Tuesday, November 25, 2008

Tax the rich

Labour's new proposals to increase the tax rate on those earning over £150,000 would turn out to be their boldest move since the minimum wage was brought in.

I will not reveal many details. There are too many horror stories around of people who got the sack for talking about their job online. However, I can tell you my job involves working with some remarkably well-off people. Some of them are actually rich, in the true sense of the word.
Observing their lifestyle, the things they come up with, as well as the way they literally waste significant amounts of money on a weekly basis, I quickly became convinced that it's perfectly fair for any government to increase the top rate of income tax.

I had top managers telling me about their teenage kids throwing a strop over the family's summer holiday plan. Having scrapped a trip to the US, the idea of a mere three weeks spent in Italy was met by a tantrum. "It'll have to be compensated by a nice visit to the Caribbean over Easter", were the words.

I've seen kids donning the most expensive outfits who get whichever computer or console they want, no matter the price, on tap. And cue the 'extra-curricular' activities. Swimming, judo, hockey, hip hop dancing classes. The families have run out of things to spend money on.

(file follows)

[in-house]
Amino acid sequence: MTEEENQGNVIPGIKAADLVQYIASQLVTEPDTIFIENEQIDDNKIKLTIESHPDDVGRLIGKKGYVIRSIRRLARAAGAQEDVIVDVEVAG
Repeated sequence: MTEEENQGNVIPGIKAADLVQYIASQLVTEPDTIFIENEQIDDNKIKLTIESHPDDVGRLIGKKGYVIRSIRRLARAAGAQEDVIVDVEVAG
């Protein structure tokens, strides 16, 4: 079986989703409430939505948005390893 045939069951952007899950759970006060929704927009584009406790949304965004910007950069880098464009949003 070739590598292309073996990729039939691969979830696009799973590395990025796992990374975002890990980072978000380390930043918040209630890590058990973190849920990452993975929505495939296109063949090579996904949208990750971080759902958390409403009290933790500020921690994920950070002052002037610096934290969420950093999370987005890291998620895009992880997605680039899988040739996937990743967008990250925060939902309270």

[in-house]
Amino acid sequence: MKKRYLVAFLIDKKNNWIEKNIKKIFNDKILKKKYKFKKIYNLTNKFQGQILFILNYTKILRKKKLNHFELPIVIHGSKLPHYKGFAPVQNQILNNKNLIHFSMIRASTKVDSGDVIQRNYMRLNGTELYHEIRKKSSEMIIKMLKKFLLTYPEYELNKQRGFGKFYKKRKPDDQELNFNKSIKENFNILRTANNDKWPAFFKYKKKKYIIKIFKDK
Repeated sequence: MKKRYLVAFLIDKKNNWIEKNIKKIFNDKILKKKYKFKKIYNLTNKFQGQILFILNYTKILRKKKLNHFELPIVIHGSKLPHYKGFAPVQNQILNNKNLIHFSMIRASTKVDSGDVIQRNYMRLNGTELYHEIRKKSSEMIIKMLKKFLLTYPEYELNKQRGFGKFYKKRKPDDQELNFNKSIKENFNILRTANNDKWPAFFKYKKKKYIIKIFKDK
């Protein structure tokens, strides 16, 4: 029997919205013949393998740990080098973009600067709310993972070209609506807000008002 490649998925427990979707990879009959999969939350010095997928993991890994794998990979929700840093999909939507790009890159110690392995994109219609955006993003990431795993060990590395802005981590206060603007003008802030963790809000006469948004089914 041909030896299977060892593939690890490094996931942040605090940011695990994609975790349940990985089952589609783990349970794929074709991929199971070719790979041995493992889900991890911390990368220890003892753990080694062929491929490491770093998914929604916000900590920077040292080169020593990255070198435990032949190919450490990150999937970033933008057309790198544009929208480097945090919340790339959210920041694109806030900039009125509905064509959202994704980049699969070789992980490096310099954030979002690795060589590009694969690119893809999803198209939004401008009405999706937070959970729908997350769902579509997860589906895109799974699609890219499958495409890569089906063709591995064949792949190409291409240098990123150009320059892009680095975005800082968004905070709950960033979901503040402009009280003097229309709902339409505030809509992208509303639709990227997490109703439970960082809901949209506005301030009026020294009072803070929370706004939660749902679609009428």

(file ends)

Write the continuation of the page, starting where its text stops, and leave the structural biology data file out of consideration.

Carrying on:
I heard an eighteen-year-old spoilt brat clad in Ralph Lauren announce that a brand new massive 4x4 had been sitting outside his house pending the successful completion of his driving test. All paid for, of course.
Then there was the son of a successful entrepreneur who, bored of cars and not quite sure on how he should spend his pocket money, decided to go shopping for a small boat and came home with one worth £7 million. Seriously. And that's without starting on the second homes, third homes, third cars and fourth cars.

Simply, some people have more money that they can spend. Am I envious? Perhaps. But when you place the current 40% tax rate for the people I've just described against 23% paid by people who make just over £1,000 a month, the word 'crap' springs to mind. And whereas, say, their large pockets wouldn’t even notice an extra £50 a month going to the government, the same sum would be enough to tip an ordinary family towards bankruptcy. In 2006, it was estimated that a 45% tax on incomes over £150,000 would raise £1.2 bn in a year.
Now Gordon Brown has announced the new 45% rate to be brought in if Labour win the next election. According to the BBC, "[s]uch a move would mark the end of New Labour's long-standing pledge not to increase people's income tax rates".
Of course, LibDem MP Vince Cable is right to remark that, alone, increasing tax on the rich isn't enough. The moment you do it, closing loopholes and cracking down on tax avoidance becomes even more of an imperative. It's also true that other steps would bring in more money. A windfall tax on utility companies, for instance. Or scrapping the extraordinarily expensive ID scheme.

However, it's a fact that Labour's new proposals to increase the tax rate on those earning over £150,000 would turn out to be their boldest move since bringing in the minimum wage in 1999. That is, if they stick to the plan and don’t cave in to the Daily Mail (who are already drawing parallels with Denis Healey's 1973 vow "squeeze the rich until the pips squeak"). However, it's a welcome sign that, for once (I'll say it again, FOR ONCE), raising money is not done exclusively by barking against incapacity benefits, welfare or public services in general.